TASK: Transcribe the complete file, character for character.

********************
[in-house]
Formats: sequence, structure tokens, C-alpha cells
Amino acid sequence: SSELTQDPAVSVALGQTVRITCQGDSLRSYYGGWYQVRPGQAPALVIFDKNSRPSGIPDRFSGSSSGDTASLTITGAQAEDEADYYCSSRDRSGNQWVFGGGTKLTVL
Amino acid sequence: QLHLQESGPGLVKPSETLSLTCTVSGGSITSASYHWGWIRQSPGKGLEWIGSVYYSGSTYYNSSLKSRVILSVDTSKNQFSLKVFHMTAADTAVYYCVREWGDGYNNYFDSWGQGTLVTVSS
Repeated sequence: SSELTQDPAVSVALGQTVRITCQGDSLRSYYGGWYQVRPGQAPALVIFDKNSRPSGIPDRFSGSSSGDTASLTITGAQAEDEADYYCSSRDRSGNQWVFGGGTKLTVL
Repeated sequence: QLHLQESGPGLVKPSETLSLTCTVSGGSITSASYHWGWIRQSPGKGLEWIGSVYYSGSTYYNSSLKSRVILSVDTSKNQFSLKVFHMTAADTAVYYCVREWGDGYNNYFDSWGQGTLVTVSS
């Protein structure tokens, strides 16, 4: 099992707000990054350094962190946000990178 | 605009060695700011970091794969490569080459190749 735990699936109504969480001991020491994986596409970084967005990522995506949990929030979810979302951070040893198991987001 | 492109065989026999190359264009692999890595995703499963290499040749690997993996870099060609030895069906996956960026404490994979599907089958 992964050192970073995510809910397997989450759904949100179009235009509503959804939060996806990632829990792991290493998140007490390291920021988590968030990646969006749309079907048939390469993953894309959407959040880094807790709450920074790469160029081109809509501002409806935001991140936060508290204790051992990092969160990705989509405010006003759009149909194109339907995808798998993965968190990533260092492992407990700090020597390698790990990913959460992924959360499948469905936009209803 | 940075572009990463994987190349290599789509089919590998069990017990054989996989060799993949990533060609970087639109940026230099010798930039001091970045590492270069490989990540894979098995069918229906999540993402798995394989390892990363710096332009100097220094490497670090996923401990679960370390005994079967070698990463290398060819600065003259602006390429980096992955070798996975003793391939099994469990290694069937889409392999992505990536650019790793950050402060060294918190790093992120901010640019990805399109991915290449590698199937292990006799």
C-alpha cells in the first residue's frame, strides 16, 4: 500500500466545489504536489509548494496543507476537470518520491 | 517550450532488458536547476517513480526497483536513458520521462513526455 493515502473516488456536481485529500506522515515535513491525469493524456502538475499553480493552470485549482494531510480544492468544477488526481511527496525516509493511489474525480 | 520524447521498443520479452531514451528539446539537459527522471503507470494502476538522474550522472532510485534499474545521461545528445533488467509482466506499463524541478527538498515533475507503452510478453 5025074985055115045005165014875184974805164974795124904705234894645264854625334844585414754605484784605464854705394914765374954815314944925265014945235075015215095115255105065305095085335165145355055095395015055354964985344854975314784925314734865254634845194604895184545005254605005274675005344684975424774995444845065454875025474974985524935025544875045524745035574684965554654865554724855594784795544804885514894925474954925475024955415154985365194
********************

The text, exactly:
[in-house]
Formats: sequence, structure tokens, C-alpha cells
Amino acid sequence: SSELTQDPAVSVALGQTVRITCQGDSLRSYYGGWYQVRPGQAPALVIFDKNSRPSGIPDRFSGSSSGDTASLTITGAQAEDEADYYCSSRDRSGNQWVFGGGTKLTVL
Amino acid sequence: QLHLQESGPGLVKPSETLSLTCTVSGGSITSASYHWGWIRQSPGKGLEWIGSVYYSGSTYYNSSLKSRVILSVDTSKNQFSLKVFHMTAADTAVYYCVREWGDGYNNYFDSWGQGTLVTVSS
Repeated sequence: SSELTQDPAVSVALGQTVRITCQGDSLRSYYGGWYQVRPGQAPALVIFDKNSRPSGIPDRFSGSSSGDTASLTITGAQAEDEADYYCSSRDRSGNQWVFGGGTKLTVL
Repeated sequence: QLHLQESGPGLVKPSETLSLTCTVSGGSITSASYHWGWIRQSPGKGLEWIGSVYYSGSTYYNSSLKSRVILSVDTSKNQFSLKVFHMTAADTAVYYCVREWGDGYNNYFDSWGQGTLVTVSS
């Protein structure tokens, strides 16, 4: 099992707000990054350094962190946000990178 | 605009060695700011970091794969490569080459190749 735990699936109504969480001991020491994986596409970084967005990522995506949990929030979810979302951070040893198991987001 | 492109065989026999190359264009692999890595995703499963290499040749690997993996870099060609030895069906996956960026404490994979599907089958 992964050192970073995510809910397997989450759904949100179009235009509503959804939060996806990632829990792991290493998140007490390291920021988590968030990646969006749309079907048939390469993953894309959407959040880094807790709450920074790469160029081109809509501002409806935001991140936060508290204790051992990092969160990705989509405010006003759009149909194109339907995808798998993965968190990533260092492992407990700090020597390698790990990913959460992924959360499948469905936009209803 | 940075572009990463994987190349290599789509089919590998069990017990054989996989060799993949990533060609970087639109940026230099010798930039001091970045590492270069490989990540894979098995069918229906999540993402798995394989390892990363710096332009100097220094490497670090996923401990679960370390005994079967070698990463290398060819600065003259602006390429980096992955070798996975003793391939099994469990290694069937889409392999992505990536650019790793950050402060060294918190790093992120901010640019990805399109991915290449590698199937292990006799």
C-alpha cells in the first residue's frame, strides 16, 4: 500500500466545489504536489509548494496543507476537470518520491 | 517550450532488458536547476517513480526497483536513458520521462513526455 493515502473516488456536481485529500506522515515535513491525469493524456502538475499553480493552470485549482494531510480544492468544477488526481511527496525516509493511489474525480 | 520524447521498443520479452531514451528539446539537459527522471503507470494502476538522474550522472532510485534499474545521461545528445533488467509482466506499463524541478527538498515533475507503452510478453 5025074985055115045005165014875184974805164974795124904705234894645264854625334844585414754605484784605464854705394914765374954815314944925265014945235075015215095115255105065305095085335165145355055095395015055354964985344854975314784925314734865254634845194604895184545005254605005274675005344684975424774995444845065454875025474974985524935025544875045524745035574684965554654865554724855594784795544804885514894925474954925475024955415154985365194